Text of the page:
Gov. David Ige has proposed setting aside $1 billion into the state’s Rainy Day Fund for future emergencies, an idea that is facing pushback from some members of the House and Senate.

Asked if the $600 million commitment for Hawaiian Home Lands will come from Ige’s Rainy Day Fund proposal, Luke said, “It’s not just the $1 billion. We will need to look at the total amount of the budget and what is available, but it is the single-largest commitment by the Legislature to address the 20,000 people on the wait list.”

In addition, Saiki addressed other Native Hawaiian cultural issues and said, “The House will expand community-based efforts to restore fish ponds and loi; repatriate cultural artifacts; teach financial literacy; and provide cultural training to the military.”….

read … Hawaii House leaders vow to clear Hawaiian Home Lands backlog

Sales Pitch for Next Boondoggle: Ala Wai Today 1pm

SA: … Try, try again. It’s another reset for the Ala Wai flood control project, first launched two decades ago but stopped in its tracks in 2020. That was due to considerable opposition from upstream neighborhoods as well as a rising $650 million price tag that forced the project back to the drawing board.

Today, from noon to 1 p.m., there will be a virtual community forum on the Ala Wai Flood Risk Management General Reevaluation Study. Hosted by the city and the U.S. Army Corps of Engineers, the session will provide an update on the study and unveil new communication tools.

To access the webinar, see For more information as this process unfolds, see…  

SA: Public input sought for revised Ala Wai flood project

read … Ala Wai flood control redux

More families file claims against Navy as attorneys plan for class-action lawsuit

HNN: … “We felt it was necessary to go after the Navy because they are ones responsible,” said Bronster, of Bronster Fujichaku Robbins Attorneys at Law.

They held a news conference Wednesday with medical experts and a mainland law firm.

“The government at the highest levels turns its back on its service members and that’s why we got involved in this case,” said attorney Corey Weck.

“If you drink water with fuel in it, it doesn’t necessarily disperse in a uniform way. It tends to concentrate in certain tissues and we worry about it concentrating in brain and neuro tissue,” added Dr. Larry McEvoy, emergency room physician and healthcare CEO.

During a recent congressional hearing, Navy leaders said they were complying with the state’s emergency order to defuel the Red Hill tanks, but refused to concede that the state had the legal authority over the Navy.

“That’s one of the reasons why we felt it was necessary to step in for the claimants because I don’t know if the Navy is going to listen to the state,” said Bronster.

As part of this legal process, Bronster said active-duty military cannot file claims, but family members can….

read … More families file claims against Navy as attorneys plan for class-action lawsuit

Lawsuit: UPW Elections Botched

L360: The American Federation of State County and Municipal Employees asked a Hawaii federal judge to toss a suit claiming it botched a union officers' election run on a local's behalf…

In their lawsuit, filed in December, the members accused AFSCME of failing to ensure it had every UPW member's email address before sending out ballots, failing to ensure there were observers in place when the ballots were counted and failing to prepare UPW members for electronic voting.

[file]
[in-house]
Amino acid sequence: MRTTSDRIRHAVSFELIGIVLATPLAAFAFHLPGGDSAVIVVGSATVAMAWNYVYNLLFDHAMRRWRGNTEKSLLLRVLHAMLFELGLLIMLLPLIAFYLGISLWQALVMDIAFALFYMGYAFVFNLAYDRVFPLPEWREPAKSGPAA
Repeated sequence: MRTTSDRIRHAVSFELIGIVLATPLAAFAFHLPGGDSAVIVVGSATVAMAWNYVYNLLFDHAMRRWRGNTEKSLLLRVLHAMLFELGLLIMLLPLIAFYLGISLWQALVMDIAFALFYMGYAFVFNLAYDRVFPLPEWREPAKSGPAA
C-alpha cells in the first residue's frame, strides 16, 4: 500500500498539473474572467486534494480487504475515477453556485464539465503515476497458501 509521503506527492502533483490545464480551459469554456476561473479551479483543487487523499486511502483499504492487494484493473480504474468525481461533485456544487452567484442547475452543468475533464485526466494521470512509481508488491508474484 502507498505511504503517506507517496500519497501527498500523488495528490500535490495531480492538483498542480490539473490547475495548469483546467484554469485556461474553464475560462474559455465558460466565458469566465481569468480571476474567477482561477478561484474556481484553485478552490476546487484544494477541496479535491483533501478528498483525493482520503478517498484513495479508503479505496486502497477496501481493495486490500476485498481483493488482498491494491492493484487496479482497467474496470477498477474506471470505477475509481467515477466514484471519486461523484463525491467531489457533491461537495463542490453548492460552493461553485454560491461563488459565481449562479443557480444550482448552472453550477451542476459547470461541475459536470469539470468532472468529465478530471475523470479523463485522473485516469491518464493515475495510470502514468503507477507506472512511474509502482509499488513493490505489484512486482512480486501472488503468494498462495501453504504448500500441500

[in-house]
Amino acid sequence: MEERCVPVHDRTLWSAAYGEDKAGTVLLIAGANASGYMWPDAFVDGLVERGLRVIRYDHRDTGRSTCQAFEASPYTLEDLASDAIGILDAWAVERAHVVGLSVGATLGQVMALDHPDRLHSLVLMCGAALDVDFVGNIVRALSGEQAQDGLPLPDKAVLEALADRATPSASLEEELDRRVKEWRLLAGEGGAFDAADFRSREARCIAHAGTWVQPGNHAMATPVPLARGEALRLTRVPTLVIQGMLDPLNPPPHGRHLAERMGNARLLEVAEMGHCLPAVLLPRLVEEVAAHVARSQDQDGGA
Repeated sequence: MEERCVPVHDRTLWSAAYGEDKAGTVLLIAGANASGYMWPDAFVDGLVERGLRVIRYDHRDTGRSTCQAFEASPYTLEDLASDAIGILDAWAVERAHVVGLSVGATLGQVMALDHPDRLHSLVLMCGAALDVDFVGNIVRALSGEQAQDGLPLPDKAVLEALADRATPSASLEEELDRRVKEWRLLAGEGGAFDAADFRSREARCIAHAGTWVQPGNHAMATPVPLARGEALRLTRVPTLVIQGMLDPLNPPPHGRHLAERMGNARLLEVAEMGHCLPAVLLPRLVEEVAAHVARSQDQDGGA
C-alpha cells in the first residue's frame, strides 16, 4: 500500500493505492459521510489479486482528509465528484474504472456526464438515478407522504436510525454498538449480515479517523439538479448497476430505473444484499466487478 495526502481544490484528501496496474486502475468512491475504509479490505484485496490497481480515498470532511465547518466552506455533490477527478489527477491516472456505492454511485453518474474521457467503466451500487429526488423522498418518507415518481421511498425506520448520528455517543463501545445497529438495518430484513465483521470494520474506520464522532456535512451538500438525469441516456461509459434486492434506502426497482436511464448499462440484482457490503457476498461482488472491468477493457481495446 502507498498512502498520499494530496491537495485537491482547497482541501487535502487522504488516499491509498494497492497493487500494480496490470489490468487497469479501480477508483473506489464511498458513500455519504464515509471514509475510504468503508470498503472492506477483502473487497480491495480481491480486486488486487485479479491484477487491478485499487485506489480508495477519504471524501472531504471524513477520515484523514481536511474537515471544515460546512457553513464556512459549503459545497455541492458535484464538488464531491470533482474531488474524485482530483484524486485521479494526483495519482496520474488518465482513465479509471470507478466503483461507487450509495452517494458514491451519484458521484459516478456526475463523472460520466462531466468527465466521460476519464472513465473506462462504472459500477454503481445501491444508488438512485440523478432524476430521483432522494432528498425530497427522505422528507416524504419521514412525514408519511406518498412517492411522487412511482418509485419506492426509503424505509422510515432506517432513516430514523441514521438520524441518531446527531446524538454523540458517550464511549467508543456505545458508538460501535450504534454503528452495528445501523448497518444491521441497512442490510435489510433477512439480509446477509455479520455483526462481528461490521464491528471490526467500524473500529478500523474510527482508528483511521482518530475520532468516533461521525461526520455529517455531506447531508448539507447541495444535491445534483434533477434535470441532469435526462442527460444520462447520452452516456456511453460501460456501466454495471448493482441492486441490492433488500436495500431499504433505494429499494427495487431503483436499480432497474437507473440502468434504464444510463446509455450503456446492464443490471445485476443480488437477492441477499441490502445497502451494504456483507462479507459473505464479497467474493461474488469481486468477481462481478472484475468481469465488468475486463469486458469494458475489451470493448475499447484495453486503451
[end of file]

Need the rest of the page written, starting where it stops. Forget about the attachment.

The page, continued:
L360: Five members of a Hawaii-based AFSCME local sued the national union Sunday in federal court, claiming it botched an internal election it conducted on the local affiliate's behalf.

read … AFSCME Wants Out Of Hawaii Local's Election Challenge

Staffing shortages leave scores of Hawaii hospital patients ‘waitlisted’ for long-term care beds

HNN: … Health officials say there are approximately 150 “waitlisted” patients in hospitals across the state.

That means the person needs to be in a nursing home or some type of skilled nursing facility but that there isn’t an available bed.

The figure is significant given just how full hospitals are. On Wednesday, the number of patients in Hawaii hospitals hit a new all-time high ― at 2,395.

Officials say 399 have COVID….

Lo estimates up to 15% of staff haven’t been to work this week because they’ve either been infected or exposed to COVID. Add to that another issue: Hundreds of frontline positions have gone unfilled.

“Some places, we’re worse than half staff,” Lo said….

On Tuesday, Straub had 184 patients in its hospital, an all-time record. Close to 10% were waitlisted….“They would be in much better shape if they were able to discharge these patients,” Raethel said….

read … Staffing shortages leave scores of Hawaii hospital patients ‘waitlisted’ for long-term care beds

Substitute Teachers Are In High Demand But Short Supply In Hawaii

CB: … As of Jan. 11, the Department of Education system had 3,922 substitutes, down from 4,738 in the 2019-20 school year…..

read … Here’s Why Substitute Teachers Are In High Demand But Short Supply In Hawaii

$30K Mortgage help for Oahu residents

KITV: … The Council for Native Hawaiian Advancement, which is administering the Oahu Homeowner Assistance Fund, estimates about 17,000 Hawaii homeowners are currently in forbearance and delinquent on their mortgage.

"We anticipate only being able to serve about 2,000 to 3,000 of that demand so you can see there's still a large gap in the funding that's available from the federal government to the need that's here within our community," said Kainalu Severson, director of emergency financial assistance at the Council for Native Hawaiian Advancement.

The state's receiving $50 million in funds through the American Rescue Plan Act for mortgage assistance programs, also available on the neighbor islands.

For more information, go to …

read … Free Money from the Sky

HTA Demands $60M to Find ‘Mindful’ Tourists

CB: … The state tourism authority is asking the Legislature for funding to rebrand Hawaii and attract visitors who might volunteer to plant trees, clean beaches and care for taro patches. ….

read … Subsidized Hawaii Tourism